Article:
Yikes… Microbe’s school has suddenly ramped up the homework regime. They seem to have an annual tradition of giving them an easy ride for the first 6 weeks and then introducing the new regime after autumn half term.
Until now we’ve had two reading books per week and occasional spellings. But suddenly we’ve got a book-bag full of maths, spellings and other stuff that they’ll be tested on – plus a log-in to an online learning tool.
The problem for us is that the poor boy goes to FFS for 3 hours after school, in which he wastes almost half a day failing to do ball sports. By the time we pick him up after work he’s totally knackered and hungry and almost ready for bed – and in no fit state to practice reading or spelling or anything else. I tried reading with him the other evening and he was falling asleep after one chapter.
I think kids whose parents work full-time are at a real disadvantage. The ones who get picked up at 3:15 every day have hours of wide-awake time in which to play, eat and do homework. But we’re going to have to cram all of his homework into the weekends, and/or try to fit in a few minutes before school each day.
I raised it at parents evening the other day but his teacher told us not to worry because he’s a bright little cookie and showing no signs of falling behind as a result of it. (Nice to know – but not really the point). School is such a black box that we were genuinely delighted to find out that he’s doing well and seems to be happy, with a nice, close-knit circle of friends. The slightly sad thing, for me, is that the only topics that appear to matter this year and next are maths and English. I got a very strong sense of this at the curriculum evening, too. I don’t think it’s the teachers’ fault at all – they’re clearly being pushed extremely hard to get all of the kids to an officially assessed level of maths and English and, to a lesser extent, science. But, as a result, all other subjects seem to be treated as mere fluff, or ‘nice to haves’.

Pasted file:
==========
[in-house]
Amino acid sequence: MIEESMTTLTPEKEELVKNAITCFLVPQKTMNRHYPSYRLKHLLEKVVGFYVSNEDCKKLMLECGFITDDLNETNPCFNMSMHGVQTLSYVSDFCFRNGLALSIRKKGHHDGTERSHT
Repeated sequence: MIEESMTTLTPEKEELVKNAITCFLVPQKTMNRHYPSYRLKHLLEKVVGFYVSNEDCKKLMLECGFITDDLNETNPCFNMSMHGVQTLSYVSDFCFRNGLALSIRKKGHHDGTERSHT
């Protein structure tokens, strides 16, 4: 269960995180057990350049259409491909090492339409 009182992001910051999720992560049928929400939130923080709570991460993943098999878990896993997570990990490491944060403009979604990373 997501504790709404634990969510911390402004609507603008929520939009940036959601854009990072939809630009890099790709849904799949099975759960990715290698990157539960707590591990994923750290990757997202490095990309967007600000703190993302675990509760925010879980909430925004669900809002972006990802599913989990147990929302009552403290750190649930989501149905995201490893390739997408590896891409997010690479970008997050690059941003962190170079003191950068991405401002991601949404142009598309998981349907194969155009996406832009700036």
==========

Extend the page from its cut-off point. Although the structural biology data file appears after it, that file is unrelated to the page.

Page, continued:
Having a supremely arty child, it seems a shame that art is not recognised as something to strive to be good at. But they are at least doing arts and crafts, nevertheless. On parents’ evening the boy showed us an amazing portrait of Benjamin Zephaniah that he’d done, up on the wall. He also achieved his year-long ambition last week of being named ‘star of the day’ because of a drawing he did. Bless him! He has been dying to be star of the day for so long that he blurted it out to me the nano-second he got picked up.
I don’t suppose focusing on the arts will do him any long-term favours anyway, the way things are going. I fear increasingly for either kid’s chances of ever being able to move out from their mum and dad. The other day the boy reminded me of his wise plan to have two jobs when he grows up. Unfortunately the jobs he has in mind are zoo keeper and artist. Bless his cottons. I’m sure his banker friends will come and visit him occasionally in his squalid bedsit…